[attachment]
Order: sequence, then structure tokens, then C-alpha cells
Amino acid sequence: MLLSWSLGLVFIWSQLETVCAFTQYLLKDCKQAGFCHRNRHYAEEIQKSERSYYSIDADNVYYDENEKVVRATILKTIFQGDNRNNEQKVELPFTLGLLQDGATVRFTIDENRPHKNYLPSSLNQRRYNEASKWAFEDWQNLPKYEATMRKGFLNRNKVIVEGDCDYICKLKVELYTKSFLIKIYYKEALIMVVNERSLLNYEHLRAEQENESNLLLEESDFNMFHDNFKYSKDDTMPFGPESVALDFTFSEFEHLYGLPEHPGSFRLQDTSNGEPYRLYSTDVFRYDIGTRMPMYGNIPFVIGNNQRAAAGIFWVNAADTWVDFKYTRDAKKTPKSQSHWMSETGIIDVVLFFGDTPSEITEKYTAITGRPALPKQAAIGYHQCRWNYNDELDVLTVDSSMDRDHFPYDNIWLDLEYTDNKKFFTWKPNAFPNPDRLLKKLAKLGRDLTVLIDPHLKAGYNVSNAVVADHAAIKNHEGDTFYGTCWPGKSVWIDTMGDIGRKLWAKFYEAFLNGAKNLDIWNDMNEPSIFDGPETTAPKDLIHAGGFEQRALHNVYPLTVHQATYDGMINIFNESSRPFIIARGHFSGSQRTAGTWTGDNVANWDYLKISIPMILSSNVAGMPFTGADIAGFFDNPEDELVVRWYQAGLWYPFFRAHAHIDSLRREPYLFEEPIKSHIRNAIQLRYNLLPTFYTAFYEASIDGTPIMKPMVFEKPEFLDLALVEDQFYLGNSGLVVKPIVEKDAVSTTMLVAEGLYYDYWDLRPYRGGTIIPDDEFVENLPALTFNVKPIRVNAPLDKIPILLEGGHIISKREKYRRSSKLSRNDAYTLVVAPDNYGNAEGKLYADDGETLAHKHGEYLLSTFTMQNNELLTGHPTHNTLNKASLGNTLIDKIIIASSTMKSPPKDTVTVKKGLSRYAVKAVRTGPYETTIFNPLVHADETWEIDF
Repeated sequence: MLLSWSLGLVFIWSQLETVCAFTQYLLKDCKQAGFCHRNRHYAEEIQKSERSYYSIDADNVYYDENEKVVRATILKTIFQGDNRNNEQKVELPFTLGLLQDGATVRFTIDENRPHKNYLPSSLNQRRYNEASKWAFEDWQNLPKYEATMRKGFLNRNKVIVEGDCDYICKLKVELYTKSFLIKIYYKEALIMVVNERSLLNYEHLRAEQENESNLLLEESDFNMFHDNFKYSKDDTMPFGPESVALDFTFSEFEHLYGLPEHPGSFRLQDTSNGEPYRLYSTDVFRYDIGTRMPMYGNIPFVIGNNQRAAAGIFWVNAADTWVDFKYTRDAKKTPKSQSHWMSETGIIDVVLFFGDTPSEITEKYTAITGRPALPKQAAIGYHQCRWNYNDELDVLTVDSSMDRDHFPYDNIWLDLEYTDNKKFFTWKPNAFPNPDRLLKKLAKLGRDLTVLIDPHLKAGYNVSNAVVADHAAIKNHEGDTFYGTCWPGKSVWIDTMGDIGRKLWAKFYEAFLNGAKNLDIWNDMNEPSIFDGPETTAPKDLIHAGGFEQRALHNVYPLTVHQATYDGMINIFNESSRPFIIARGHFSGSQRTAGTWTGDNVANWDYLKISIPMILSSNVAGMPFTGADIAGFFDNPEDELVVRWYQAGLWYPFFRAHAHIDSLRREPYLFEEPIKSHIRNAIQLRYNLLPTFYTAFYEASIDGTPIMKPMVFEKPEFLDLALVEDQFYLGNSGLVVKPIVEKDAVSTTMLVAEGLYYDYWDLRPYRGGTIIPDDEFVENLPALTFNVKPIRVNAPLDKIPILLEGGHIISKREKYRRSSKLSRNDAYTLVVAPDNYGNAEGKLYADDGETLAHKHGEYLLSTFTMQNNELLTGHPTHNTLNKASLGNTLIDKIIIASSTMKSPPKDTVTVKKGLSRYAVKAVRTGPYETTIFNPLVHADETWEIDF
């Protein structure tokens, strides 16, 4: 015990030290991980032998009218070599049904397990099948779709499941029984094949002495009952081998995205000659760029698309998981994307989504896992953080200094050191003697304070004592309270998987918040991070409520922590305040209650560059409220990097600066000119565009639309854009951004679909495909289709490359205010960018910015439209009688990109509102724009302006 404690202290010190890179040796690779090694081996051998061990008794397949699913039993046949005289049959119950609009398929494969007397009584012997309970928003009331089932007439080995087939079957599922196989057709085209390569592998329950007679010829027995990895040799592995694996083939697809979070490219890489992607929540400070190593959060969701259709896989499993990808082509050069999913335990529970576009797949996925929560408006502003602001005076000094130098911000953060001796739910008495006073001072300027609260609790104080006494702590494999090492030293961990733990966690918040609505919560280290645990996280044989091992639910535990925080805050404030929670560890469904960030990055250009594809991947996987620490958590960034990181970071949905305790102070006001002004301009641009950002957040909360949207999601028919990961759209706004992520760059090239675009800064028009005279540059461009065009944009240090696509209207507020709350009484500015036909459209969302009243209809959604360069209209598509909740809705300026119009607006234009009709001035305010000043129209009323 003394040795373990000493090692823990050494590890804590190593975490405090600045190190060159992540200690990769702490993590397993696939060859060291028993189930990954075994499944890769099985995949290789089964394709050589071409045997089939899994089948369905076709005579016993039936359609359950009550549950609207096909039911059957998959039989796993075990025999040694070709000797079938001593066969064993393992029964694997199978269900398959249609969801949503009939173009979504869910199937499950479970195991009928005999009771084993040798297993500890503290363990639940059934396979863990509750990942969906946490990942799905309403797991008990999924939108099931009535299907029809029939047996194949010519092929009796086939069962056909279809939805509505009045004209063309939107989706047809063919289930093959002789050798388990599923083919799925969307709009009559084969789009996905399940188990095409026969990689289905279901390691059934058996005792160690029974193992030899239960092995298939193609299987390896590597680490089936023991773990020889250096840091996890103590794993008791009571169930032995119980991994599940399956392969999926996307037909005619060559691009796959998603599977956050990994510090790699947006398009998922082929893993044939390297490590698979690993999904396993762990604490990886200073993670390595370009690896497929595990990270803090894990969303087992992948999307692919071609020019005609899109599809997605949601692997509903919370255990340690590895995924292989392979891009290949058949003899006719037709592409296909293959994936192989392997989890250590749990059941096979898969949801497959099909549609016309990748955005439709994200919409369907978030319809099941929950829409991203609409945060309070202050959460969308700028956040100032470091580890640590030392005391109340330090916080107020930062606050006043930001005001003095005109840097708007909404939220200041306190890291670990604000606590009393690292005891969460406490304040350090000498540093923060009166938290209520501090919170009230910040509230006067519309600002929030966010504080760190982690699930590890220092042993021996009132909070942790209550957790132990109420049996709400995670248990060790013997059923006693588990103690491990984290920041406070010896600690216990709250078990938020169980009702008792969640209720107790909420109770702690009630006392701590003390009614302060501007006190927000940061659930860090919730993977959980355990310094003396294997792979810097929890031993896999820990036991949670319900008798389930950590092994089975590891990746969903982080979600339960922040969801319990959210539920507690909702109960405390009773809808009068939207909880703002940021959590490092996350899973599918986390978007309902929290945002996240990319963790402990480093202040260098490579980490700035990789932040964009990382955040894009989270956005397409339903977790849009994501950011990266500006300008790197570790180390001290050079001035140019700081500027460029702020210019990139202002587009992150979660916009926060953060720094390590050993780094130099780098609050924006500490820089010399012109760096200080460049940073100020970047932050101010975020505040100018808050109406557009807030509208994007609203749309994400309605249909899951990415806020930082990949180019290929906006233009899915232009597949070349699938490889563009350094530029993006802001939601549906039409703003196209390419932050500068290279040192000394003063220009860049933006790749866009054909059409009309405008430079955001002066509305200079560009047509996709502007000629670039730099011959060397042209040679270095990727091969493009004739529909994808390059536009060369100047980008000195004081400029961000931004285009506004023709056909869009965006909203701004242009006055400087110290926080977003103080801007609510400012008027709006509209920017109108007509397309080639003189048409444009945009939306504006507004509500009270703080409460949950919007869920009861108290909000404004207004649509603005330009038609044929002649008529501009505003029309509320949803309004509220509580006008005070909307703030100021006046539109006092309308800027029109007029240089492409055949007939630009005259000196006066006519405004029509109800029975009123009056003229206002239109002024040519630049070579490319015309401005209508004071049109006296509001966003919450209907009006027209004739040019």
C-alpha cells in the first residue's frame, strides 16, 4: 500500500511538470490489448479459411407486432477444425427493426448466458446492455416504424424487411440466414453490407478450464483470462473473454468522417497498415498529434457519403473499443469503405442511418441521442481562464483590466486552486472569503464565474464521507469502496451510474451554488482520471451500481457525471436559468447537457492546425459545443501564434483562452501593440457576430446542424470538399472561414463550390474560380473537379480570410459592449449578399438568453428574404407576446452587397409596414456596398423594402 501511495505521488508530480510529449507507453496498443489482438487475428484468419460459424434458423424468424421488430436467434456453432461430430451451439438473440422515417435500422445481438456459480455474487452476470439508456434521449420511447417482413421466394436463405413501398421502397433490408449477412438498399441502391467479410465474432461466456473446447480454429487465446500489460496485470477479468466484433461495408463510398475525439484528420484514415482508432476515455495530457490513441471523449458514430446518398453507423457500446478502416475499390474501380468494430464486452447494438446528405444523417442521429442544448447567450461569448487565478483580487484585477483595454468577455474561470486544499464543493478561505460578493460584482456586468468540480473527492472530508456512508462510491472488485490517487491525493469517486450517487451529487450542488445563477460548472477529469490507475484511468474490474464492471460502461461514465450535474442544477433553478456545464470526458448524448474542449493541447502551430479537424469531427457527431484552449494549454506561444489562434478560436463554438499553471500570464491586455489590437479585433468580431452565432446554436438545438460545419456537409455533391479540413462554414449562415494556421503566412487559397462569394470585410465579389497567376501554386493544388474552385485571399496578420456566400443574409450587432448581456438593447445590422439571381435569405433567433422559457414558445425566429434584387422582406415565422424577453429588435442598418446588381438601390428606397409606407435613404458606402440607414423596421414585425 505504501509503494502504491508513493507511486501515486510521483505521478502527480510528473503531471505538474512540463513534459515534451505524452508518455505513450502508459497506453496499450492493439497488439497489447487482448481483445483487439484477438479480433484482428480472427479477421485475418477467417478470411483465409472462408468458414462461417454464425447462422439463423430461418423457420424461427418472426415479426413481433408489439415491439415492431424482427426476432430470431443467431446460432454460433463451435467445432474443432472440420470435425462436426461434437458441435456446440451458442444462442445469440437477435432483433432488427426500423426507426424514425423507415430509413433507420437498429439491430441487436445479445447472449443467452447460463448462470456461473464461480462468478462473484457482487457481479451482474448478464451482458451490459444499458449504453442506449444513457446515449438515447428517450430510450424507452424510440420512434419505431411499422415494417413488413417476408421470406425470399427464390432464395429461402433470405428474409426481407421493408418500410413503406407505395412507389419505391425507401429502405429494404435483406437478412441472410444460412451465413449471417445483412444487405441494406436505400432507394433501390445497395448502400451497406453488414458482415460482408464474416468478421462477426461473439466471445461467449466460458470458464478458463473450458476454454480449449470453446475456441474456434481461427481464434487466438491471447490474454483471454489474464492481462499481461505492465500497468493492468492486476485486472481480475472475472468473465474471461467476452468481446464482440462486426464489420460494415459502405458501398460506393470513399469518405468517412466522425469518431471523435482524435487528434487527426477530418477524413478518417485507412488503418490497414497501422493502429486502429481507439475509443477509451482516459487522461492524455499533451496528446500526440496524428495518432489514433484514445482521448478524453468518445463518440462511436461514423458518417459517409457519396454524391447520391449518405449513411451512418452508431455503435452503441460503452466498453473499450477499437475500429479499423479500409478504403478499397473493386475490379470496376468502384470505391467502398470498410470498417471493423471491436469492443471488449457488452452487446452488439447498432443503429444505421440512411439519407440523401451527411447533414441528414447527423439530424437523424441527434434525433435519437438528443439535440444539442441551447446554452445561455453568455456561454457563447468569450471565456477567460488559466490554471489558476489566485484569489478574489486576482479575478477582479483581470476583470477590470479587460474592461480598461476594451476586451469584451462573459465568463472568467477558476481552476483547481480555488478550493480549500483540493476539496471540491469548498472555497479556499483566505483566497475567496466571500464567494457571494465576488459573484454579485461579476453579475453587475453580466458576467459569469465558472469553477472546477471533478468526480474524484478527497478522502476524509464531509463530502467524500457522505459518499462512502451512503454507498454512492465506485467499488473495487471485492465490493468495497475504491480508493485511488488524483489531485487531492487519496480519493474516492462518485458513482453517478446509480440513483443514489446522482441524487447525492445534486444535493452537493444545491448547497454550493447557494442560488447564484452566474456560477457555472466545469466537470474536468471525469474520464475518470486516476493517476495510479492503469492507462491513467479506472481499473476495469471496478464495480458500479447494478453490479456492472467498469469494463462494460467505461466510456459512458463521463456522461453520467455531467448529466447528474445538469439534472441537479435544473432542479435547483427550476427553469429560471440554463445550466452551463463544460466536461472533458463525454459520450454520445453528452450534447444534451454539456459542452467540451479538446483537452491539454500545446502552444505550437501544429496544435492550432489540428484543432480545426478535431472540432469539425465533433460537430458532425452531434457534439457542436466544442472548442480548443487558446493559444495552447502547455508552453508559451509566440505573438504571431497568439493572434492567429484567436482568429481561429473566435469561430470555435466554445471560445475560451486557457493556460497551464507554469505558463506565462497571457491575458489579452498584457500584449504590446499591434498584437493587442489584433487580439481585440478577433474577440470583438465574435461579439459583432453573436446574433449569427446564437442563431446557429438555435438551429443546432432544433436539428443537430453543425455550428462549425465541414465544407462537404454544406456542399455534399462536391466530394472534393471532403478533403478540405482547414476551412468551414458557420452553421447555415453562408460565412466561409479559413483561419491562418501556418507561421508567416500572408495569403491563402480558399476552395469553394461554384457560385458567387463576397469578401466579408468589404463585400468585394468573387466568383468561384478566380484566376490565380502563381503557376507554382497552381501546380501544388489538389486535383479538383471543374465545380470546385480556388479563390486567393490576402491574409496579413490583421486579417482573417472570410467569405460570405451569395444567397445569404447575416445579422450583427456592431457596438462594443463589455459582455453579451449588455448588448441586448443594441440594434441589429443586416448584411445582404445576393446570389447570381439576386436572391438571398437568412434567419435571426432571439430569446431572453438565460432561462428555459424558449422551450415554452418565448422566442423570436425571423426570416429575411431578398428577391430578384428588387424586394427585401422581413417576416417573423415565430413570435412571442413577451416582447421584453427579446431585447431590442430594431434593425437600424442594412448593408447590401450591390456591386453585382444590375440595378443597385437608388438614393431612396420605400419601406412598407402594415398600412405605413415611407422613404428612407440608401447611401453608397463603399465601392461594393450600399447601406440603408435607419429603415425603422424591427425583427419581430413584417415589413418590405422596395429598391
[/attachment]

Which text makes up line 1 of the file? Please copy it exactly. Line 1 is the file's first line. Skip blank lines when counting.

Order: sequence, then structure tokens, then C-alpha cells